The Making of Japanese Settler Colonialism
Malthusianism and Trans-Pacific Migration, 1868–1961
This innovative study demonstrates how Japanese empire-builders invented and appropriated the discourse of overpopulation to justify Japanese settler colonialism across the Pacific. Lu defines this overpopulation discourse as 'Malthusian expansionism'. This was a set of ideas that demanded additional land abroad to accommodate the supposed surplus people in domestic society on the one hand and emphasized the necessity of national population growth on the other. Lu delineates ideological ties, human connections and institutional continuities between Japanese colonial migration in Asia and Japanese migration to Hawaii and North and South America from 1868 to 1961. He further places Malthusian expansionism at the center of the logic of modern settler colonialism, challenging the conceptual division between migration and settler colonialism in global history.
This title is also available as Open Access.
‘Brilliantly researched and conceptually sophisticated, this book offers a new interpretation of Malthusianism and will have a huge impact on the way we think about Japanese migration while complicating the divide between studies of the Japanese empire and Japanese immigration to the US, Hawaii, Latin America and other locations in Asia-Pacific.'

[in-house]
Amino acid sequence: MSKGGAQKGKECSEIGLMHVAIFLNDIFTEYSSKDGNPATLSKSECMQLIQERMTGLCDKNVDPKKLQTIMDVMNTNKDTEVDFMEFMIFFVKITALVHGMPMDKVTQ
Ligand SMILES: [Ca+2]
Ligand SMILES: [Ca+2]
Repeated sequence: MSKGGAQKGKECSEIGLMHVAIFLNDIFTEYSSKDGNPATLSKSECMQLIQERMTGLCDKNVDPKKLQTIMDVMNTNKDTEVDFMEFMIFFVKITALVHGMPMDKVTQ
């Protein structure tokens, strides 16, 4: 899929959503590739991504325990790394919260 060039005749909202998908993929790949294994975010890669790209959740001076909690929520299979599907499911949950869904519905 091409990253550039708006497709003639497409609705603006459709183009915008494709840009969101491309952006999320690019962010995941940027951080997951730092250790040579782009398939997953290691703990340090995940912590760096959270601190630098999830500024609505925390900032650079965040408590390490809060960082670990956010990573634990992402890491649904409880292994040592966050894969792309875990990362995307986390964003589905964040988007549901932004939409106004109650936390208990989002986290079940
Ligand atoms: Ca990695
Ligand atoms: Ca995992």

Takashi Fujitani - University of Toronto
‘The Making of Japanese Settler Colonialism offers a bold new synthesis of the histories of Japanese imperialism and diaspora. It shows vividly how Japanese ideologues from the late nineteenth century straight through until after World War II were driven by anxieties about overpopulation and by the ideology of race competition.'
Jordan Sand - Georgetown University, Washington DC
‘Sidney Lu’s wonderful new book delves into the history of Japanese migration and its relation to the quest for power on the world stage. It’s the story of a nation’s fixation with overpopulation: how Malthusianism gained traction in the 1860s and why it flamed out in the 1950s. This is an important addition to the literature on Japanese empire and settler colonialism.’
Louise Young - University of Wisconsin, Madison